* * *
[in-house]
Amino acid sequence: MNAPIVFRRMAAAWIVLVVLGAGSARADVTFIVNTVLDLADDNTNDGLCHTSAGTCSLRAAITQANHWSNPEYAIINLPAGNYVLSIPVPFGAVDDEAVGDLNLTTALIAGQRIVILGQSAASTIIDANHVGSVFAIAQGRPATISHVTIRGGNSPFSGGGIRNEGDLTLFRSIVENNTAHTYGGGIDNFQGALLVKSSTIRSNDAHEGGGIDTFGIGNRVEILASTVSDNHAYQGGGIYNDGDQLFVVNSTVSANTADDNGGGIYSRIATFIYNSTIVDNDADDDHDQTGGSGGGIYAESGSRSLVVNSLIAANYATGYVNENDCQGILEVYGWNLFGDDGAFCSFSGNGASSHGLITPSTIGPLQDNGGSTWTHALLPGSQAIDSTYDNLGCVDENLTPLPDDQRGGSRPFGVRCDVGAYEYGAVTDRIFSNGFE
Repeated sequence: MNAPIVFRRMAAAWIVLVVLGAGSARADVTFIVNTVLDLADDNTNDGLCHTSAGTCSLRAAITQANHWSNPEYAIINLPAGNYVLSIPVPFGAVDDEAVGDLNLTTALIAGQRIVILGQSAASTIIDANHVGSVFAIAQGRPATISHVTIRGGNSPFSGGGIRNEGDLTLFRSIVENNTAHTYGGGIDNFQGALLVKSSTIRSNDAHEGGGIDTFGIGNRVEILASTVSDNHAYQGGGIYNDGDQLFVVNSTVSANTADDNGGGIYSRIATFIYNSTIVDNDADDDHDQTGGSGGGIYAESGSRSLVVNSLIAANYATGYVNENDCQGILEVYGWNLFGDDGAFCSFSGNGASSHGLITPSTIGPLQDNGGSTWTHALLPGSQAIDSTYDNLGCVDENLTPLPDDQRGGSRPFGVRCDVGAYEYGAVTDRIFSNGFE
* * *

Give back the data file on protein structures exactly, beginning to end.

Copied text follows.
[in-house]
Amino acid sequence: MNAPIVFRRMAAAWIVLVVLGAGSARADVTFIVNTVLDLADDNTNDGLCHTSAGTCSLRAAITQANHWSNPEYAIINLPAGNYVLSIPVPFGAVDDEAVGDLNLTTALIAGQRIVILGQSAASTIIDANHVGSVFAIAQGRPATISHVTIRGGNSPFSGGGIRNEGDLTLFRSIVENNTAHTYGGGIDNFQGALLVKSSTIRSNDAHEGGGIDTFGIGNRVEILASTVSDNHAYQGGGIYNDGDQLFVVNSTVSANTADDNGGGIYSRIATFIYNSTIVDNDADDDHDQTGGSGGGIYAESGSRSLVVNSLIAANYATGYVNENDCQGILEVYGWNLFGDDGAFCSFSGNGASSHGLITPSTIGPLQDNGGSTWTHALLPGSQAIDSTYDNLGCVDENLTPLPDDQRGGSRPFGVRCDVGAYEYGAVTDRIFSNGFE
Repeated sequence: MNAPIVFRRMAAAWIVLVVLGAGSARADVTFIVNTVLDLADDNTNDGLCHTSAGTCSLRAAITQANHWSNPEYAIINLPAGNYVLSIPVPFGAVDDEAVGDLNLTTALIAGQRIVILGQSAASTIIDANHVGSVFAIAQGRPATISHVTIRGGNSPFSGGGIRNEGDLTLFRSIVENNTAHTYGGGIDNFQGALLVKSSTIRSNDAHEGGGIDTFGIGNRVEILASTVSDNHAYQGGGIYNDGDQLFVVNSTVSANTADDNGGGIYSRIATFIYNSTIVDNDADDDHDQTGGSGGGIYAESGSRSLVVNSLIAANYATGYVNENDCQGILEVYGWNLFGDDGAFCSFSGNGASSHGLITPSTIGPLQDNGGSTWTHALLPGSQAIDSTYDNLGCVDENLTPLPDDQRGGSRPFGVRCDVGAYEYGAVTDRIFSNGFE